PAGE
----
Electric power systems have seen a recent surge in interest in hybrid resources—defined in this report as multiple resources (e.g., generation, storage, and/or load) that share a common point of interconnection, with the plant controlled as a single resource by the system operator. As utilities, grid operators, and resource owners and developers continue to seek new functionality from wind and solar technologies, hybrid systems can offer a number of advantages. Hybrid systems can provide grid services that solar or wind alone often cannot economically provide, and, importantly, hybrids can help to reduce the need for transmission upgrades.
In the space of three years, the number of hybrid resources proposed in U.S. interconnection queues increased from almost nothing to more than 150 GW, constituting around one-third of all new solar proposals and more than half of new storage proposals. This report discusses what hybrid resources are, why the industry is seeing increasing hybridization across many technology types, how these resources interconnect to the grid, and what this means for system operations and markets. It offers initial recommendations for system planners, market designers, and policymakers as they define market rules and requirements that govern hybrids’ use.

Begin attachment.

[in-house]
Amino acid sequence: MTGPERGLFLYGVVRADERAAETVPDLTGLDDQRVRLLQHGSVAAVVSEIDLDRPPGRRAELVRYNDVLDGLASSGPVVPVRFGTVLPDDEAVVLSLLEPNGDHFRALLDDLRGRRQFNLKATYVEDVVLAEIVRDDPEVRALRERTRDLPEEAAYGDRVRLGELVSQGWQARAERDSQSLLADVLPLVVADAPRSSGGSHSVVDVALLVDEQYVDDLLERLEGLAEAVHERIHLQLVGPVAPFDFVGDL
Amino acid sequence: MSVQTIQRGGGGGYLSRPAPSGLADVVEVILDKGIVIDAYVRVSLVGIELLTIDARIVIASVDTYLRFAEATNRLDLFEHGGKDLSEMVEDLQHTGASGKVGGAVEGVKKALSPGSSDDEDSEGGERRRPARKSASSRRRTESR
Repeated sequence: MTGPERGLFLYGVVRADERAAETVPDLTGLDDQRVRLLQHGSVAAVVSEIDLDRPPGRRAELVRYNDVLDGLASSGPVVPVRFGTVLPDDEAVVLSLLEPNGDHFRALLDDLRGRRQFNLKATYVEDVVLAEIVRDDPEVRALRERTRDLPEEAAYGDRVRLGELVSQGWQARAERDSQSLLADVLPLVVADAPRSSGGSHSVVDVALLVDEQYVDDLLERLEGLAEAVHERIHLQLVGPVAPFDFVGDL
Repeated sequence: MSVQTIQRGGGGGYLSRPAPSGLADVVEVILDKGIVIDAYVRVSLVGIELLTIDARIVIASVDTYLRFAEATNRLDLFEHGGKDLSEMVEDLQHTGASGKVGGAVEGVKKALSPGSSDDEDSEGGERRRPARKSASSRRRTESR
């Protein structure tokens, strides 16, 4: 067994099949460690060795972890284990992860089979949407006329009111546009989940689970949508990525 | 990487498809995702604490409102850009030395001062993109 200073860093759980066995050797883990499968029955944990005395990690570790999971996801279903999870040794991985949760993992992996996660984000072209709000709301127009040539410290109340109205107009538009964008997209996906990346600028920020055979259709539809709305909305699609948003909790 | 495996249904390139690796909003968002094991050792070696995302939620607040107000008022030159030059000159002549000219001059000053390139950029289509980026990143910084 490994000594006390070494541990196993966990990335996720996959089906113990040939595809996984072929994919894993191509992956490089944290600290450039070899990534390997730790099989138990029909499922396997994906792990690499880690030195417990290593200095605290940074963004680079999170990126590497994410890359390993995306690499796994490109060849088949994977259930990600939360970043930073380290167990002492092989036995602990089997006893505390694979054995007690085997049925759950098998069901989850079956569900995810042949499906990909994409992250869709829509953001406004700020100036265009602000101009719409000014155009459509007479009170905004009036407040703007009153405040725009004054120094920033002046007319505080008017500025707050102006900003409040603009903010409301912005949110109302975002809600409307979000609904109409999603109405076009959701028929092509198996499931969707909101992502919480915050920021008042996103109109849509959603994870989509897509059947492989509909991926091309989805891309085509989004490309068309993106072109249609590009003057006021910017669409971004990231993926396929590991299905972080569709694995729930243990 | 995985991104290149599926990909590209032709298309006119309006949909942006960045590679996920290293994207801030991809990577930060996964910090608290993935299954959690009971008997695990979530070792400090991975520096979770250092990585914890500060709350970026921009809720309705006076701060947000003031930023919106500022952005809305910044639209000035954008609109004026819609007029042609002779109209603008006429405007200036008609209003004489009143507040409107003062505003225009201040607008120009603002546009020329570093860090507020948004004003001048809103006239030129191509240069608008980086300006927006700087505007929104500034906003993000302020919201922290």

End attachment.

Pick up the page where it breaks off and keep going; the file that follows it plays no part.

The report discusses the coordination and modeling of hybrids’ component resources and plant-level controls, outlines advantages and disadvantages of different participation models, and discusses resource adequacy and accreditation methods, which will become increasingly important for hybrid resources. As thermal generation retires and the capacity value of wind and solar resources diminishes as their levels rise, the capacity revenues for hybrid projects will likely continue to increase as a portion of these resources’ overall revenue mix.
Because hybrid resources are still in their infancy, it is important that system operators, policymakers, and regulators take care in how they define market rules and requirements that govern hybrids’ use. Requirements for hybrid resources should be defined in a technology-neutral manner and not be overly prescriptive about how grid needs are met, in order to afford flexibility and creativity in the design and implementation of new technologies in the future high-renewables grid.
The report offers the following guiding principles for consideration when implementing market policies, interconnection requirements, and incentive mechanisms for hybrid resources:
- Become less prescriptive and more technology-agnostic with definitions
- Leverage existing points of interconnection for additional resources
- Create multiple participation model options to facilitate greater flexibility and innovation, while allowing resources to provide all services they are technically capable of
- Develop broad participation models in advance for technologies that are not yet tested
- Give the asset owner the option to manage internal operation of the hybrid facility when they choose to do so, as long as they aim to meet performance targets defined by the system operator
- Consider synergistic effects and diversity benefits of combining complementary resources
- Reconsider traditional requirements that close doors for future flexibility and services in a transforming grid
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